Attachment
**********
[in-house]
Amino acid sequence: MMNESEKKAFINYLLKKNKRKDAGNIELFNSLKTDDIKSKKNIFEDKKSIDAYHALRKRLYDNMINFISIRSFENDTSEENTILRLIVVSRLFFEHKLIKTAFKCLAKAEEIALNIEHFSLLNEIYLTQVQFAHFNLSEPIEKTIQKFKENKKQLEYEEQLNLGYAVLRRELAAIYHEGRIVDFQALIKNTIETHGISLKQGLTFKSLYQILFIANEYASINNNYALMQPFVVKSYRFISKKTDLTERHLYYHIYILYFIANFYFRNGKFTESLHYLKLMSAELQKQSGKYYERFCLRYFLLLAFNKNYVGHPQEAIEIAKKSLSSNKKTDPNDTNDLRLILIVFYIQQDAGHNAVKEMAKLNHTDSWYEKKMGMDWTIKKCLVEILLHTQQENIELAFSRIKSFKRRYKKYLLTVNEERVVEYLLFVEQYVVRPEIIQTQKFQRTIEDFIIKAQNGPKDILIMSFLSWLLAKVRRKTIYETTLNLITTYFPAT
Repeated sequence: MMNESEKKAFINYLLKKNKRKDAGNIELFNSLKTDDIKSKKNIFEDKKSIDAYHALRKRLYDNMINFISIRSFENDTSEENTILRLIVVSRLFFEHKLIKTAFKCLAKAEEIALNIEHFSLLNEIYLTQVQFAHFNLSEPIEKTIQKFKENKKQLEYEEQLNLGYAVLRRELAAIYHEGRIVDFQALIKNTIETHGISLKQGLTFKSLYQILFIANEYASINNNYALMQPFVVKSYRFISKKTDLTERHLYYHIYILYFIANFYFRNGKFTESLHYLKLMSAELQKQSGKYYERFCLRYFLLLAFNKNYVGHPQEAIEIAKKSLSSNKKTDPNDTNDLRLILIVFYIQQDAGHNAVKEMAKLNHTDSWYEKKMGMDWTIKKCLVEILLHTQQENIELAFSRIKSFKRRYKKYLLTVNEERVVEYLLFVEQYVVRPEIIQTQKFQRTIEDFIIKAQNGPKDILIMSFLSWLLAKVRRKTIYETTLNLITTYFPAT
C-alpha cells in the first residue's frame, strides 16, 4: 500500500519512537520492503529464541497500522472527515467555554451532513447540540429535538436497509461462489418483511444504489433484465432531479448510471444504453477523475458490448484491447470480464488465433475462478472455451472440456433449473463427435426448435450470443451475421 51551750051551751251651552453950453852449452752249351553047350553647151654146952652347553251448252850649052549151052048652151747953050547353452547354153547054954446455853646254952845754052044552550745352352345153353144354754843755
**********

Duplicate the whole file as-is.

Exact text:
[in-house]
Amino acid sequence: MMNESEKKAFINYLLKKNKRKDAGNIELFNSLKTDDIKSKKNIFEDKKSIDAYHALRKRLYDNMINFISIRSFENDTSEENTILRLIVVSRLFFEHKLIKTAFKCLAKAEEIALNIEHFSLLNEIYLTQVQFAHFNLSEPIEKTIQKFKENKKQLEYEEQLNLGYAVLRRELAAIYHEGRIVDFQALIKNTIETHGISLKQGLTFKSLYQILFIANEYASINNNYALMQPFVVKSYRFISKKTDLTERHLYYHIYILYFIANFYFRNGKFTESLHYLKLMSAELQKQSGKYYERFCLRYFLLLAFNKNYVGHPQEAIEIAKKSLSSNKKTDPNDTNDLRLILIVFYIQQDAGHNAVKEMAKLNHTDSWYEKKMGMDWTIKKCLVEILLHTQQENIELAFSRIKSFKRRYKKYLLTVNEERVVEYLLFVEQYVVRPEIIQTQKFQRTIEDFIIKAQNGPKDILIMSFLSWLLAKVRRKTIYETTLNLITTYFPAT
Repeated sequence: MMNESEKKAFINYLLKKNKRKDAGNIELFNSLKTDDIKSKKNIFEDKKSIDAYHALRKRLYDNMINFISIRSFENDTSEENTILRLIVVSRLFFEHKLIKTAFKCLAKAEEIALNIEHFSLLNEIYLTQVQFAHFNLSEPIEKTIQKFKENKKQLEYEEQLNLGYAVLRRELAAIYHEGRIVDFQALIKNTIETHGISLKQGLTFKSLYQILFIANEYASINNNYALMQPFVVKSYRFISKKTDLTERHLYYHIYILYFIANFYFRNGKFTESLHYLKLMSAELQKQSGKYYERFCLRYFLLLAFNKNYVGHPQEAIEIAKKSLSSNKKTDPNDTNDLRLILIVFYIQQDAGHNAVKEMAKLNHTDSWYEKKMGMDWTIKKCLVEILLHTQQENIELAFSRIKSFKRRYKKYLLTVNEERVVEYLLFVEQYVVRPEIIQTQKFQRTIEDFIIKAQNGPKDILIMSFLSWLLAKVRRKTIYETTLNLITTYFPAT
C-alpha cells in the first residue's frame, strides 16, 4: 500500500519512537520492503529464541497500522472527515467555554451532513447540540429535538436497509461462489418483511444504489433484465432531479448510471444504453477523475458490448484491447470480464488465433475462478472455451472440456433449473463427435426448435450470443451475421 51551750051551751251651552453950453852449452752249351553047350553647151654146952652347553251448252850649052549151052048652151747953050547353452547354153547054954446455853646254952845754052044552550745352352345153353144354754843755